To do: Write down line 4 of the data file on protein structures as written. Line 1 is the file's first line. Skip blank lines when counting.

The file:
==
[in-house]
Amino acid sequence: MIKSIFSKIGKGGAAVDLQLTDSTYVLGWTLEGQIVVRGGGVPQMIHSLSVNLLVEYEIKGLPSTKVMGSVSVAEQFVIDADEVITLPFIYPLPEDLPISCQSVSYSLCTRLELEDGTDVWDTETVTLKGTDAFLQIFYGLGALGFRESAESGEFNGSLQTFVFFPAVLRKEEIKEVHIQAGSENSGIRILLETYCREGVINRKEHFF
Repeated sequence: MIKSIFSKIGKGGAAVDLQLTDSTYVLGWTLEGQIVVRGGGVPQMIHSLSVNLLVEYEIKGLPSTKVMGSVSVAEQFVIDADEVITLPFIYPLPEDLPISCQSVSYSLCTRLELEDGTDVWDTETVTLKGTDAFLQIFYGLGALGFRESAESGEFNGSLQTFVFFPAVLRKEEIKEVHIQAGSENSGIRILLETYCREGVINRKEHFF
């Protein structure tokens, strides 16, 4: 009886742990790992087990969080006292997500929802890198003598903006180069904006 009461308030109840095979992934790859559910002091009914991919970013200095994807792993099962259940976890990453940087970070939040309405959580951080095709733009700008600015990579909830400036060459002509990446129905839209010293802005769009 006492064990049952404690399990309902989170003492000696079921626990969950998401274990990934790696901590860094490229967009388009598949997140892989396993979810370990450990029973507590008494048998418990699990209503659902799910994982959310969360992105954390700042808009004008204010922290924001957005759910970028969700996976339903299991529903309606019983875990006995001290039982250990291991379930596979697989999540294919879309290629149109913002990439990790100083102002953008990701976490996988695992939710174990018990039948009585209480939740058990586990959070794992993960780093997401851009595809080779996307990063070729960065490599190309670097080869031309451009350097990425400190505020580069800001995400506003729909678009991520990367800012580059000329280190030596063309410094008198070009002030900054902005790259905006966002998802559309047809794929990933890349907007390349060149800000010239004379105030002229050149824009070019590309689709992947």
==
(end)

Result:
């Protein structure tokens, strides 16, 4: 009886742990790992087990969080006292997500929802890198003598903006180069904006 009461308030109840095979992934790859559910002091009914991919970013200095994807792993099962259940976890990453940087970070939040309405959580951080095709733009700008600015990579909830400036060459002509990446129905839209010293802005769009 006492064990049952404690399990309902989170003492000696079921626990969950998401274990990934790696901590860094490229967009388009598949997140892989396993979810370990450990029973507590008494048998418990699990209503659902799910994982959310969360992105954390700042808009004008204010922290924001957005759910970028969700996976339903299991529903309606019983875990006995001290039982250990291991379930596979697989999540294919879309290629149109913002990439990790100083102002953008990701976490996988695992939710174990018990039948009585209480939740058990586990959070794992993960780093997401851009595809080779996307990063070729960065490599190309670097080869031309451009350097990425400190505020580069800001995400506003729909678009991520990367800012580059000329280190030596063309410094008198070009002030900054902005790259905006966002998802559309047809794929990933890349907007390349060149800000010239004379105030002229050149824009070019590309689709992947």